There were plenty of other great moments too: I haven't enjoyed Daenerys' time in Qarth (the greatest city that ever was or will be), though I did like her big scene in the House Of The Undying as she reclaimed her dragons and proved her resolve to take the throne. I wasn't fond of Jon Snow's journey this season either - it seemed like he spent 10 straight episodes with prisoner-turned-captor Ygritte - though the sheer size of Mance Rayder's army was a nice reveal, promising big things to come.

Arya and Jaqen H'ghar meeting one last time on the road north, Sansa grinning after being freed from her betrothal to Joffrey, followed by Littlefinger warning her that she isn't quite out of the woods yet, Brienne defending Jamie on the road to King's Landing, Robb's moonlight wedding to Talisa, Tyrion's touching scene with Shae after removing his bandages, Margaery wearing yet another extreme-plunging neckline, leading to me suggesting that her nickname should be "Boobs Tyrell", Stannis and Melisandre looking into the fire ... there was plenty to love in the finale, even if it felt a bit crowded. There's definitely more than I can cover in one review. It would take a week of reviews to cover everything.**

As I say, the second season of Game Of Thrones might have been lacking focus at times - but it was still the best show on TV this year, by quite a wide margin. And while it did seem like much of the time was spent moving characters into place for next year and beyond, I thought last night's finale wrapped things up rather nicely.

What did you think of Game Of Thrones this year? Did you enjoy the second season? Are you excited for Season 3? Remember: this is a spoiler-free blog and that is especially true in regard to Game Of Thrones. PLEASE don't post spoilers from the upcoming books in the series.

(*) Daniel Fienberg made an interesting point about Game Of Thrones, in a spoilery review of True Blood this week: "I wonder how much worse True Blood looks coming off of a second, mostly exceptional season of Game of Thrones. Seeing an HBO drama that successfully blends low-brow, potentially exploitative elements with high dramatic aspirations all within a familiar genre context and featuring a cast of dozens only puts a harsher glare on the HBO drama that fails in every way to do the same." True Blood might be Game Of Thrones' worst case scenario, folks!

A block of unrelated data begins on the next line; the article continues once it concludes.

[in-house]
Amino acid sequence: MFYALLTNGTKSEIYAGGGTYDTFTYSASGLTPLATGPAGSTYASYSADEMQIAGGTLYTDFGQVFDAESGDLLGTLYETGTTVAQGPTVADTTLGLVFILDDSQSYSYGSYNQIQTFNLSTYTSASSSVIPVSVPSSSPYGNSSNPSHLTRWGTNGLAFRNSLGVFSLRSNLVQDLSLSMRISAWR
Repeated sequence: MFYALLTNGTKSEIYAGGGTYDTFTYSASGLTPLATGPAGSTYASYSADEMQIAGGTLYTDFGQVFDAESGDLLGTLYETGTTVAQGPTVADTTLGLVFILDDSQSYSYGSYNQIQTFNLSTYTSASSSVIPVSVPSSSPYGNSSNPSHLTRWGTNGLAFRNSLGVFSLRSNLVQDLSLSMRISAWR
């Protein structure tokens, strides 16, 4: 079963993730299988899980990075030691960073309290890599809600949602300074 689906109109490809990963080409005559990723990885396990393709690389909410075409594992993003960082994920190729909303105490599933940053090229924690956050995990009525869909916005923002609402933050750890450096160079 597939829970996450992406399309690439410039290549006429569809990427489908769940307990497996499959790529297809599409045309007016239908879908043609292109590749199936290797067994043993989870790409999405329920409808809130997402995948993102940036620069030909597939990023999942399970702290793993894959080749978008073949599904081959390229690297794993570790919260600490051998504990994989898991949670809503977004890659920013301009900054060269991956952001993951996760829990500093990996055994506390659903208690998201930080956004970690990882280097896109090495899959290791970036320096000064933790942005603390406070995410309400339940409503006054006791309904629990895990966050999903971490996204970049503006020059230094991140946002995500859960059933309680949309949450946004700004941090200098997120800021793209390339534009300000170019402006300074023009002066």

(**) Don't think I didn't consider it.

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Jared Cross   #1   11:55 am Jun 12 2012

it may seem to be lacking focus but that is how the books are written. they had to follow all those characters to get a full scope of the events happening.

Megan   #2   12:00 pm Jun 12 2012

Without revealing any plot lines I can tell you that the storylines continue to get more complicated. To the point that George R R Martin split one enourmous book into two giant ones. I can't remember which books it is, maybe 3 and 4. But he only has enough space in each book to focus on half of the characters at a time. I'm not sure how they're going to handle this with the show. Maybe half of a season spent on one group of characters and the other half bringing us up to date with the others? At some point I beleive that they are not going to be able to fit a whole book into one season at any rate. There might be only 5 books right now but I think they can get at least 7 seasons out of them.

Chris   #3   12:03 pm Jun 12 2012

the books are the same, so many different things happening and so many characters to follow, it does get a bit much at times, but GRRM still manages to captivate his audience. I think it's going to be much like Lost, you have to watch every episode and only at the end will it start making sense and fall into place

best show ever   #4   12:10 pm Jun 12 2012

theres so much content in the books that cramming it all into 10 eps was always going to be tough.

it did seem like every ep was switching between alot of characters. in season 1 it would focus on one character for a decent period of time before switching to a dif character. now it seems to go through way to many each ep.

hasnt detracted from how amazing this show is, white walkers in the final scene was epic. havnt read the books but this is the only show thats makes me want to read the books to know whats going to happen.

Checuz   #5   12:14 pm Jun 12 2012

Another awesome season of G.O.T. Every monday night I have been waiting for my chance to get my copy of the next episode. I will no doubt watch seasons 1 & 2 a few times before season 3 starts, just so I feel like it never ended. As for the story of this season, so much happening and only 10 episodes for it to happen in. I totally agree that there should have been two or three more to help expand and enlighten some parts of the season. The battle for knigs landing happened way too fast, and I was really hoping to see more action from Rob Starks crusade towards the south. All in all I loved it, a bit too fast at times, but they deffinately know how to keep you guessing and spending the whole week trying to figure out what will happen next. Wont be ruining this tv show by reading the books.